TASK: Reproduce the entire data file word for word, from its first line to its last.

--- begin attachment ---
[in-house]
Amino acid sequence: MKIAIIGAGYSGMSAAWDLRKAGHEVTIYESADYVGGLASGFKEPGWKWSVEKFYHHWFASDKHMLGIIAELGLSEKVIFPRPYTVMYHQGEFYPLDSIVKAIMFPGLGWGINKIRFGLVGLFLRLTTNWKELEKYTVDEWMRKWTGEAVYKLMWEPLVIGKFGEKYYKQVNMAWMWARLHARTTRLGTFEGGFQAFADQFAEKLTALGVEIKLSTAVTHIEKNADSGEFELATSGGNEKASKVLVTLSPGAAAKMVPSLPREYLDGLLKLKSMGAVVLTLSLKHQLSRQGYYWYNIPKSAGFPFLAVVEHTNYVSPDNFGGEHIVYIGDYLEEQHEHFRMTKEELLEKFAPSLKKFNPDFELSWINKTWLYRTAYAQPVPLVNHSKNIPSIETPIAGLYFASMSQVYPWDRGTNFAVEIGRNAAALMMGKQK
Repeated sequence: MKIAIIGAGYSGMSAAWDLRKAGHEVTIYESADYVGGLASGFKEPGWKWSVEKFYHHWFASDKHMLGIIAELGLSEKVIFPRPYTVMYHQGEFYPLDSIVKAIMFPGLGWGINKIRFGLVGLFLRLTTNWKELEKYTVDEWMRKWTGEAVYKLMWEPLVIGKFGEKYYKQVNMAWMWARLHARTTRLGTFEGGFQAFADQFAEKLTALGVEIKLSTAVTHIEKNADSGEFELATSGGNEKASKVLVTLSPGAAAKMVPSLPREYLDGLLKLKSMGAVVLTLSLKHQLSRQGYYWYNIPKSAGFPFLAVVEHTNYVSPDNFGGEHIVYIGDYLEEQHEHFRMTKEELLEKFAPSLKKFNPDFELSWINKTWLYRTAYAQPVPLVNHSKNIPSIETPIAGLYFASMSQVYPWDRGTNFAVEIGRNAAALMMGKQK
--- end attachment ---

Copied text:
[in-house]
Amino acid sequence: MKIAIIGAGYSGMSAAWDLRKAGHEVTIYESADYVGGLASGFKEPGWKWSVEKFYHHWFASDKHMLGIIAELGLSEKVIFPRPYTVMYHQGEFYPLDSIVKAIMFPGLGWGINKIRFGLVGLFLRLTTNWKELEKYTVDEWMRKWTGEAVYKLMWEPLVIGKFGEKYYKQVNMAWMWARLHARTTRLGTFEGGFQAFADQFAEKLTALGVEIKLSTAVTHIEKNADSGEFELATSGGNEKASKVLVTLSPGAAAKMVPSLPREYLDGLLKLKSMGAVVLTLSLKHQLSRQGYYWYNIPKSAGFPFLAVVEHTNYVSPDNFGGEHIVYIGDYLEEQHEHFRMTKEELLEKFAPSLKKFNPDFELSWINKTWLYRTAYAQPVPLVNHSKNIPSIETPIAGLYFASMSQVYPWDRGTNFAVEIGRNAAALMMGKQK
Repeated sequence: MKIAIIGAGYSGMSAAWDLRKAGHEVTIYESADYVGGLASGFKEPGWKWSVEKFYHHWFASDKHMLGIIAELGLSEKVIFPRPYTVMYHQGEFYPLDSIVKAIMFPGLGWGINKIRFGLVGLFLRLTTNWKELEKYTVDEWMRKWTGEAVYKLMWEPLVIGKFGEKYYKQVNMAWMWARLHARTTRLGTFEGGFQAFADQFAEKLTALGVEIKLSTAVTHIEKNADSGEFELATSGGNEKASKVLVTLSPGAAAKMVPSLPREYLDGLLKLKSMGAVVLTLSLKHQLSRQGYYWYNIPKSAGFPFLAVVEHTNYVSPDNFGGEHIVYIGDYLEEQHEHFRMTKEELLEKFAPSLKKFNPDFELSWINKTWLYRTAYAQPVPLVNHSKNIPSIETPIAGLYFASMSQVYPWDRGTNFAVEIGRNAAALMMGKQK